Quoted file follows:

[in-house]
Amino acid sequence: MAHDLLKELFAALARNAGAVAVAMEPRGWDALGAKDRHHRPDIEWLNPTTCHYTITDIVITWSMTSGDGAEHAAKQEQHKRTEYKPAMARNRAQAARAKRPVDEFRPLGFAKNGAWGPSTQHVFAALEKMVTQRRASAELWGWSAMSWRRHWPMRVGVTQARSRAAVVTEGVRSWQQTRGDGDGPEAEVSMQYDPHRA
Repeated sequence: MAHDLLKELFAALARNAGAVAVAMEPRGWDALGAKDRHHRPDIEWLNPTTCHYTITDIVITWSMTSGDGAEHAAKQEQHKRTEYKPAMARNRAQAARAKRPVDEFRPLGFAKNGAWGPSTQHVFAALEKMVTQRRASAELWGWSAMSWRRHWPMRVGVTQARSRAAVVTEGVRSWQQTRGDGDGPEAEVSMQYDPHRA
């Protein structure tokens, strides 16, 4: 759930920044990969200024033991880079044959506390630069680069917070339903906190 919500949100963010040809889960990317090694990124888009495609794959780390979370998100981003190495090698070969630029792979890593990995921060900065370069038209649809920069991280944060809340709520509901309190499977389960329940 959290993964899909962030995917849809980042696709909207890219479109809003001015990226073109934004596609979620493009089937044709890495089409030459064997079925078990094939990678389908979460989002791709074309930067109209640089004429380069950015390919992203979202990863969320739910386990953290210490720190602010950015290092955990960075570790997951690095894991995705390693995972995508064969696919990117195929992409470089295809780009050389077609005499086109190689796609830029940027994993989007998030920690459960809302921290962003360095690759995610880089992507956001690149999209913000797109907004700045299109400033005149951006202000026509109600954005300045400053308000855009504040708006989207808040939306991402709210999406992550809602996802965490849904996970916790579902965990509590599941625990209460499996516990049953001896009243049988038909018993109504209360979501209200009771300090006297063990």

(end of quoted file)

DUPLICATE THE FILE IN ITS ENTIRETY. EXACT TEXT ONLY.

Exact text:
[in-house]
Amino acid sequence: MAHDLLKELFAALARNAGAVAVAMEPRGWDALGAKDRHHRPDIEWLNPTTCHYTITDIVITWSMTSGDGAEHAAKQEQHKRTEYKPAMARNRAQAARAKRPVDEFRPLGFAKNGAWGPSTQHVFAALEKMVTQRRASAELWGWSAMSWRRHWPMRVGVTQARSRAAVVTEGVRSWQQTRGDGDGPEAEVSMQYDPHRA
Repeated sequence: MAHDLLKELFAALARNAGAVAVAMEPRGWDALGAKDRHHRPDIEWLNPTTCHYTITDIVITWSMTSGDGAEHAAKQEQHKRTEYKPAMARNRAQAARAKRPVDEFRPLGFAKNGAWGPSTQHVFAALEKMVTQRRASAELWGWSAMSWRRHWPMRVGVTQARSRAAVVTEGVRSWQQTRGDGDGPEAEVSMQYDPHRA
């Protein structure tokens, strides 16, 4: 759930920044990969200024033991880079044959506390630069680069917070339903906190 919500949100963010040809889960990317090694990124888009495609794959780390979370998100981003190495090698070969630029792979890593990995921060900065370069038209649809920069991280944060809340709520509901309190499977389960329940 959290993964899909962030995917849809980042696709909207890219479109809003001015990226073109934004596609979620493009089937044709890495089409030459064997079925078990094939990678389908979460989002791709074309930067109209640089004429380069950015390919992203979202990863969320739910386990953290210490720190602010950015290092955990960075570790997951690095894991995705390693995972995508064969696919990117195929992409470089295809780009050389077609005499086109190689796609830029940027994993989007998030920690459960809302921290962003360095690759995610880089992507956001690149999209913000797109907004700045299109400033005149951006202000026509109600954005300045400053308000855009504040708006989207808040939306991402709210999406992550809602996802965490849904996970916790579902965990509590599941625990209460499996516990049953001896009243049988038909018993109504209360979501209200009771300090006297063990």